The purpose of each service
Sports massage is commonly used for immediate relaxation, whereas physiotherapy is used to rehabilitate muscle and joint function and relieve pain symptoms.
The level of education acquired by each of the health care providers
Physiotherapy requires a BSc Hons degree, i.e. three years in university with experience in three areas. Musculoskeletal, Cardio Respiratory and Neurology. Physiotherapistss work across numerous environments in a hospital or sports setting. They acquire an extremely high level of anatomical knowledge and treatment variations. They are also able to notice/suggest alternative treatment if the problem is disguised as something else.
Sports therapy can be done as a degree or as an intensive course. Therapists acquire a basic level of knowledge to allow them to deal with basic musculoskeletal injuries. They also offer massage for relaxation and muscle recovery and can be used pre and post sporting event.
Both physiotherapists and sports therapists are skilled professionals but another big difference is the setting they work in. Physiotherapists have the skills to work in hospital and acute care, whereas sports therapists do not. Physiotherapists also often have a more in depth knowledge base of the body and the different anatomical systems.
Key differences in both treatment options
Physiotherapists create individually designed programmes to help treat the specific needs of the client
and clients are regularly referred from other medical facilities.
Some common treatments include:
• Exercise programmes developed for the individual’s strength, range of motion and function
• Joint mobilisation and manipulation exercises to reduce pain and stiffness of muscles
• Management of incontinence through pelvic floor physiotherapy
• Treatment for arthritis and multiple sclerosis
• Programs for fractures, sports injuries, and back and neck sprains
• Physiotherapy foot exercises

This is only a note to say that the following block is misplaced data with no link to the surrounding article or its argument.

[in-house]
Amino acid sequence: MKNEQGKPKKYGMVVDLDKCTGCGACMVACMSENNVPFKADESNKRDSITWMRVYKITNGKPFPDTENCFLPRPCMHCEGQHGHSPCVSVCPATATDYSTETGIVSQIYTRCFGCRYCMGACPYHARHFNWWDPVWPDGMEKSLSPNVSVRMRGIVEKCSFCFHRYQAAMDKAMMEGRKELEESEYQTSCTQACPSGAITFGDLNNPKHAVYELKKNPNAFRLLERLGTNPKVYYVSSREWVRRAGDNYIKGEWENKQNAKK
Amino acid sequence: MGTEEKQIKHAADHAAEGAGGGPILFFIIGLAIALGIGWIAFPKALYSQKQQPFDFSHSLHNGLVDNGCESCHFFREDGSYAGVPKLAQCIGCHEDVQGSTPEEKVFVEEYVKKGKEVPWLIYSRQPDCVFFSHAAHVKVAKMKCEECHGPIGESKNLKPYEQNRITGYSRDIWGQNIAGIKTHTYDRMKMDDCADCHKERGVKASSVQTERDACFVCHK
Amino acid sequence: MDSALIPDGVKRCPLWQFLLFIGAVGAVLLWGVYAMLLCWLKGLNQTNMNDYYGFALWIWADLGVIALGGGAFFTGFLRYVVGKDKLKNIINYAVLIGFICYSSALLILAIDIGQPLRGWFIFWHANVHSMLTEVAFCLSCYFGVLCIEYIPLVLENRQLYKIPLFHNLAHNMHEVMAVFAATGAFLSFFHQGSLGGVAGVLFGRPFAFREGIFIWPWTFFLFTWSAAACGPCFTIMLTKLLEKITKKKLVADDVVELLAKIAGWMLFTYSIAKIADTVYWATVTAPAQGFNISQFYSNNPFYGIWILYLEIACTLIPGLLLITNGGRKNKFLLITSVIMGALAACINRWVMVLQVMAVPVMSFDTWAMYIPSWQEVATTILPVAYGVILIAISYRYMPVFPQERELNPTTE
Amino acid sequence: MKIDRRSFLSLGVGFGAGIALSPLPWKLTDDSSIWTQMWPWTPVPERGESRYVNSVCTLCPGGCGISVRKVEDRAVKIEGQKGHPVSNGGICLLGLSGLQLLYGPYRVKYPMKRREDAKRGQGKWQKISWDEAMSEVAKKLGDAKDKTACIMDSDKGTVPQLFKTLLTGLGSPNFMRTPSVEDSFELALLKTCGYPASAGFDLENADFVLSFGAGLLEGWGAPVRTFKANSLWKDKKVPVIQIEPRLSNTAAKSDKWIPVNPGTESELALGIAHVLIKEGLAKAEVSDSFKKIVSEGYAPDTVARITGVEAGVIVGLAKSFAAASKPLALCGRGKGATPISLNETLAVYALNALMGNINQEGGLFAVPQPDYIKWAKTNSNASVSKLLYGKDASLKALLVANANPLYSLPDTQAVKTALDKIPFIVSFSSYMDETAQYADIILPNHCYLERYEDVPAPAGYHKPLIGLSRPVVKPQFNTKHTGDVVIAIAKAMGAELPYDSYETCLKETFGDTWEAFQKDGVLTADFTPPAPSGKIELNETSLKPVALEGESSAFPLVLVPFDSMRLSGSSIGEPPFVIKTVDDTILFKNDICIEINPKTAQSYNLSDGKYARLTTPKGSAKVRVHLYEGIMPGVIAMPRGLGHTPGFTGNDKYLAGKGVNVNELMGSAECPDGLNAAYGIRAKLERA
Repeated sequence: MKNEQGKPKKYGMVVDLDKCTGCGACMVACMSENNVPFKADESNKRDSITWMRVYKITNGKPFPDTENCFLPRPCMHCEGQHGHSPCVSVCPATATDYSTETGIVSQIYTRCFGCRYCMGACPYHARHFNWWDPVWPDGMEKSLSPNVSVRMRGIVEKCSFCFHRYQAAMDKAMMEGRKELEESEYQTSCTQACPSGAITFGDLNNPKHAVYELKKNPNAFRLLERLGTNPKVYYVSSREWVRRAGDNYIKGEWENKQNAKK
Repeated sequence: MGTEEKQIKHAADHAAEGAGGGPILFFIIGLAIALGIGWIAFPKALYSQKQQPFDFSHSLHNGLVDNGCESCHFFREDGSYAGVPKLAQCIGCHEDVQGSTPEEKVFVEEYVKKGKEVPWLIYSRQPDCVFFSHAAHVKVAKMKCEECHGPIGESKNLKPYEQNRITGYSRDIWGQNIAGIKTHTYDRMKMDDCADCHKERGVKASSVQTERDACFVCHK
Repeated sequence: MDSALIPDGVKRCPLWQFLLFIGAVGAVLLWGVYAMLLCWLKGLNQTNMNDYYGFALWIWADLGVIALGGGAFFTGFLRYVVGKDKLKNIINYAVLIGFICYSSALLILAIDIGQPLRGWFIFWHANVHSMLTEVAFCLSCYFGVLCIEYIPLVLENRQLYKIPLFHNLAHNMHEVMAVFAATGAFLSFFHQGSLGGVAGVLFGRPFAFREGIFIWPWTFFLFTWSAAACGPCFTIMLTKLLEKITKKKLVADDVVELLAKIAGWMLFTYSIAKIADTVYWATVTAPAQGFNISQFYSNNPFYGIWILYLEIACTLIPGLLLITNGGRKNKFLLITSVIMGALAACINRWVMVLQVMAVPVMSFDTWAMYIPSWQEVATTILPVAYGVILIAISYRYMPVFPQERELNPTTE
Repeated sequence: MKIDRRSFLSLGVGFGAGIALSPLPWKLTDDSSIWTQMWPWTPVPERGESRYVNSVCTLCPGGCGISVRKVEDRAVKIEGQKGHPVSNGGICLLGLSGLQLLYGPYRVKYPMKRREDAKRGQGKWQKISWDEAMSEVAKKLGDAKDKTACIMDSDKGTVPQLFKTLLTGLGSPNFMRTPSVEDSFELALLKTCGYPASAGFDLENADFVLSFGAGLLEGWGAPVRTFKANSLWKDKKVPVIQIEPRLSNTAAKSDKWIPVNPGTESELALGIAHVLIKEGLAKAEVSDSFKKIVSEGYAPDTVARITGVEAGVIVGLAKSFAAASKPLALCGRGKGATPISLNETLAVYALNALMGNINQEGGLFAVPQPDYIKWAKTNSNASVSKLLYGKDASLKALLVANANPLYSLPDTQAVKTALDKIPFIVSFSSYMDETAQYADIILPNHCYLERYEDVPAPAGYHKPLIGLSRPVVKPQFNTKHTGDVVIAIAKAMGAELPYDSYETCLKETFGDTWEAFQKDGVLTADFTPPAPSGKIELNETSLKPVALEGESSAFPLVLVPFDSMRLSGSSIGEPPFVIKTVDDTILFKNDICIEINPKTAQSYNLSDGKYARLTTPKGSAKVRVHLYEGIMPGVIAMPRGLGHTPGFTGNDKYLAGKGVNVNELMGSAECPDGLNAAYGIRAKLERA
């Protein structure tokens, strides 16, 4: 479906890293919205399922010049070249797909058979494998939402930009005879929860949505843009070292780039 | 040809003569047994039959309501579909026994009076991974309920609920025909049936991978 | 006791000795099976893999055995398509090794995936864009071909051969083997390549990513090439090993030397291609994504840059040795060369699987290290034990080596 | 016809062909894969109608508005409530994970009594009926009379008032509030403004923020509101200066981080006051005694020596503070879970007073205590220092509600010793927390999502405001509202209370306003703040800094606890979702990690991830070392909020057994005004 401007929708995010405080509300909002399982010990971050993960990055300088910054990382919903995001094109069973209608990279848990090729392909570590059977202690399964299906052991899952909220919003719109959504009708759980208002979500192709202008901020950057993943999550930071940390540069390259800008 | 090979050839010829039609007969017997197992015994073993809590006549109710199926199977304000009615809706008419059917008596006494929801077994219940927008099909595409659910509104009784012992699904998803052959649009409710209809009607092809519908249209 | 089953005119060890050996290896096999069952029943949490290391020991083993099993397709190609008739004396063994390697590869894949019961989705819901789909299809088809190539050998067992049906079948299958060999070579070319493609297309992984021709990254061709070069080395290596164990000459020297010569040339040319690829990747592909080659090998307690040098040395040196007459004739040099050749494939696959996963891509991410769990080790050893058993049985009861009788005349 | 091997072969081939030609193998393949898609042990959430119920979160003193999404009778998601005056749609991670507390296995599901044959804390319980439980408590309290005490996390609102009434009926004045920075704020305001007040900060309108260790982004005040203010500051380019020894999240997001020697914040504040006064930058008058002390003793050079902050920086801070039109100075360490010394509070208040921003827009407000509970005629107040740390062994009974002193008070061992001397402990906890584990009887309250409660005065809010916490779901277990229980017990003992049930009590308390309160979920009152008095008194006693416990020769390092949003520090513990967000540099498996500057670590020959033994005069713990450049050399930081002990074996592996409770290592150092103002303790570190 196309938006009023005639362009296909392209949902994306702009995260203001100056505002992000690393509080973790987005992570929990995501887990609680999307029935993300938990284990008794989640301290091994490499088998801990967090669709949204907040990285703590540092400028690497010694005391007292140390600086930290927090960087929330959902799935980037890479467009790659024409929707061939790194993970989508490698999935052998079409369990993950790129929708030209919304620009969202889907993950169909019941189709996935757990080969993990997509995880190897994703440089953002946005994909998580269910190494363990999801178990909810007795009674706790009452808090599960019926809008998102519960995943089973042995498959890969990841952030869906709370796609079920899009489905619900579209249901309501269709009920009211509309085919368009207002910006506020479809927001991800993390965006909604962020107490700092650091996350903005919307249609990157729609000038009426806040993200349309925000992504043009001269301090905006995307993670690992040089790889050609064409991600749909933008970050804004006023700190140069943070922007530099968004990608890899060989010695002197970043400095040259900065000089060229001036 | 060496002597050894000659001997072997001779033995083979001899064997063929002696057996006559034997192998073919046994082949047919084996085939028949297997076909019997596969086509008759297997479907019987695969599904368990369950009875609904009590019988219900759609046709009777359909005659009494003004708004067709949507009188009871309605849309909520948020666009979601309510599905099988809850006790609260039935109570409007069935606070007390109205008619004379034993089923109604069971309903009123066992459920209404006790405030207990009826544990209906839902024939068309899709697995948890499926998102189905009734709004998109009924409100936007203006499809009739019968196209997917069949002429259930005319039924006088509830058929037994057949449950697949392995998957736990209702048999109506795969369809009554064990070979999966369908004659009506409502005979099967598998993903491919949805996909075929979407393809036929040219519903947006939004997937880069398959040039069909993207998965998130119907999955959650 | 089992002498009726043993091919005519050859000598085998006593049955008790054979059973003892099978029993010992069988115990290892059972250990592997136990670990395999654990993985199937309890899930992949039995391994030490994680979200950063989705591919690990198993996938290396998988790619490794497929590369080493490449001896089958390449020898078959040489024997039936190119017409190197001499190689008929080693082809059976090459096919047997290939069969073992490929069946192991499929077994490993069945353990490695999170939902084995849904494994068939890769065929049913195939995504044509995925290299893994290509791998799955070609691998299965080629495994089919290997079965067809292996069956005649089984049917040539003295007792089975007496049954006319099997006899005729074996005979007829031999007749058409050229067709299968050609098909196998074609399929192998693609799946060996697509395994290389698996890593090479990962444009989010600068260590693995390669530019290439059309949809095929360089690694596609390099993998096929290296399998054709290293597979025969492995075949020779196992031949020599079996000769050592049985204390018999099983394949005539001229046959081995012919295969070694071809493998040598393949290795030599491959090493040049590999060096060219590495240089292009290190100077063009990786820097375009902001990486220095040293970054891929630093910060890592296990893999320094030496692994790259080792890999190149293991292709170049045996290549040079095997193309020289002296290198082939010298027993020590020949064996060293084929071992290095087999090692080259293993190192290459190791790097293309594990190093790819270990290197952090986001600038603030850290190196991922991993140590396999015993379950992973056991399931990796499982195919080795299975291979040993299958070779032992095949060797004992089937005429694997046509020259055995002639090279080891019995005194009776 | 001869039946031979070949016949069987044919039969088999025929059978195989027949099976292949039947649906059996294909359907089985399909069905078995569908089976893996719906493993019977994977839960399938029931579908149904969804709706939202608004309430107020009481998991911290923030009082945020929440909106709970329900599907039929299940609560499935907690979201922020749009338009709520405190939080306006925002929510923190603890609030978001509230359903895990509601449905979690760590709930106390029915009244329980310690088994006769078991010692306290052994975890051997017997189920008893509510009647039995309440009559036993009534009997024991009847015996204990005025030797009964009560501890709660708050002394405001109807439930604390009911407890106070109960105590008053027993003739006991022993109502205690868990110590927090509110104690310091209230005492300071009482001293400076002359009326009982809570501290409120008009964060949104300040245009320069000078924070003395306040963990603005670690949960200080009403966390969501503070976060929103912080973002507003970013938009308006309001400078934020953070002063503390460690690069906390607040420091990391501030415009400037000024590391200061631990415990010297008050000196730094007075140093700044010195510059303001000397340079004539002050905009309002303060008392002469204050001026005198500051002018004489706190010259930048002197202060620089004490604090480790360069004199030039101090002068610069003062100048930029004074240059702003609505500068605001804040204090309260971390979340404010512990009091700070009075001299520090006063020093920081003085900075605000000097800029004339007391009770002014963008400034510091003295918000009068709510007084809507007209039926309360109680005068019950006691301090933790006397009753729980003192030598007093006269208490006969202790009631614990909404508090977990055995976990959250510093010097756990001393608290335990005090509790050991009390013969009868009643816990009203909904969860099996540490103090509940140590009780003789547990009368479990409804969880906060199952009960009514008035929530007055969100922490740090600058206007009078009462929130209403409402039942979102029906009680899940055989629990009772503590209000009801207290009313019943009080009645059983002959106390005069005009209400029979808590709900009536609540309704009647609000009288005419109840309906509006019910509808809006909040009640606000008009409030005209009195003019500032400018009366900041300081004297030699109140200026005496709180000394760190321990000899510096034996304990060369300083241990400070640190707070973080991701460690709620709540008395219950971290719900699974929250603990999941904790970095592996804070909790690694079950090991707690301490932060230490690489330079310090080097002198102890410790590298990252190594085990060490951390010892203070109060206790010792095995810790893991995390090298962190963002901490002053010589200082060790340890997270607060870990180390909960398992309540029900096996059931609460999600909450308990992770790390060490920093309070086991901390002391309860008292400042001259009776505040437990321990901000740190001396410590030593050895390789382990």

Individuals often seek physiotherapy treatment because they are in pain or they may have an ongoing condition that requires long-term management. Physiotherapy can also be used as a preventative measure by providing education and on-going exercise advice for pain/injury prevention.
In contrast, sports massage is designed to prepare the athlete for their best performance, reduce fatigue, and relieve muscle swelling and tension. During physical activity - especially anything particularly strenuous - muscle tension builds up in the body's soft tissues. Sports massage can produce benefits for athletes physically, physiologically and psychologically.
Benefits of sports massage:
• A regular routine of massage therapy is very effective in relieving effects of heavy exercised muscles
• Sports massage can be used as a way of ongoing maintenance for the body if you participate in regular physical activity, you do not need a specific and/or painful injury as reason book an appointment
• Can be used before/after the sporting event, with the pre massage focusing on improvement of pliability and the post massage focusing on rehabilitation
• Sports massage can also help an athlete to prepare mentally for an event and wind down afterwards
Physiotherapists are qualified and able to perform both physiotherapy and sports massage treatments, whereas this is unlikely to be the case vice versa. Sports therapists, however, are an excellent option if you are looking to incorporate ongoing post workout/sporting event maintenance for your body.
We hope this piece has helped to educate you on the main differences, benefits and functions of the two treatment options, but please know that your medical provider should always advise you properly on the best solution for your problem. If you would like any further information, please email us or call 0151 559 1107 and we’ll be happy to help.